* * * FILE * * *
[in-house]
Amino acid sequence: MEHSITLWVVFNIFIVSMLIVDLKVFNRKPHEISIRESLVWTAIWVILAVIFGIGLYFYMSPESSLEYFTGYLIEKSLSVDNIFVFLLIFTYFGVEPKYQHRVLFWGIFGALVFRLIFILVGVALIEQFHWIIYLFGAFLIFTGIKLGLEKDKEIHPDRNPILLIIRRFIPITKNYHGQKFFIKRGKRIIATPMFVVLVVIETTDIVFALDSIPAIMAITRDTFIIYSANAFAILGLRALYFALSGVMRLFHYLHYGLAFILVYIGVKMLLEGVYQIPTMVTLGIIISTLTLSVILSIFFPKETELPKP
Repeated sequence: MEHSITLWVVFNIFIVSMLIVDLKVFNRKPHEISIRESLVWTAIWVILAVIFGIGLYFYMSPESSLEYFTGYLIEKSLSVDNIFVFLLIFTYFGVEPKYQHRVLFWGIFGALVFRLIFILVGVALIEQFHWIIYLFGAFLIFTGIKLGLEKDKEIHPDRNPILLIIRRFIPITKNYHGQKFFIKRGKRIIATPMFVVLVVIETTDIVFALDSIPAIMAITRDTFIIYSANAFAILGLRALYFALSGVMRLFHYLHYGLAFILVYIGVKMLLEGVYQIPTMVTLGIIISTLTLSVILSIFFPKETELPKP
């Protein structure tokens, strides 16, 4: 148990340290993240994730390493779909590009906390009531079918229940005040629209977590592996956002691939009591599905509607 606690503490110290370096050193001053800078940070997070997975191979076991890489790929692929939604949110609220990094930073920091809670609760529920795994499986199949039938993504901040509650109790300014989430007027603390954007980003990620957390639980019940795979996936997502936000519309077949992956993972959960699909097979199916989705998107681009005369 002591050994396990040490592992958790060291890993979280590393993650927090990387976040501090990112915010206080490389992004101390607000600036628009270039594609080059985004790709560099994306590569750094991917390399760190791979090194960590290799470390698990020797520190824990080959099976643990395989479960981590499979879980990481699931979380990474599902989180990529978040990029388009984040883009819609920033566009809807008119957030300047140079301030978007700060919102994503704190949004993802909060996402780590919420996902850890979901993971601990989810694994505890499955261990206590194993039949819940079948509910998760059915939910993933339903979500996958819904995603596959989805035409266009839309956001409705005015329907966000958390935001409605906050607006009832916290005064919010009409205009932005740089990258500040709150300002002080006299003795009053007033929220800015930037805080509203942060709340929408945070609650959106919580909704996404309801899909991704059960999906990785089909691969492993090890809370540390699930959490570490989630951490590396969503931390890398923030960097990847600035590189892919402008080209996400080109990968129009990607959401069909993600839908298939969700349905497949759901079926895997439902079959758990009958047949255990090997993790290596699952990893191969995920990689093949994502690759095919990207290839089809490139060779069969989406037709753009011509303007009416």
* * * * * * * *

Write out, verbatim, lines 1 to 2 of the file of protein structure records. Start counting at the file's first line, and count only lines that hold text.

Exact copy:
[in-house]
Amino acid sequence: MEHSITLWVVFNIFIVSMLIVDLKVFNRKPHEISIRESLVWTAIWVILAVIFGIGLYFYMSPESSLEYFTGYLIEKSLSVDNIFVFLLIFTYFGVEPKYQHRVLFWGIFGALVFRLIFILVGVALIEQFHWIIYLFGAFLIFTGIKLGLEKDKEIHPDRNPILLIIRRFIPITKNYHGQKFFIKRGKRIIATPMFVVLVVIETTDIVFALDSIPAIMAITRDTFIIYSANAFAILGLRALYFALSGVMRLFHYLHYGLAFILVYIGVKMLLEGVYQIPTMVTLGIIISTLTLSVILSIFFPKETELPKP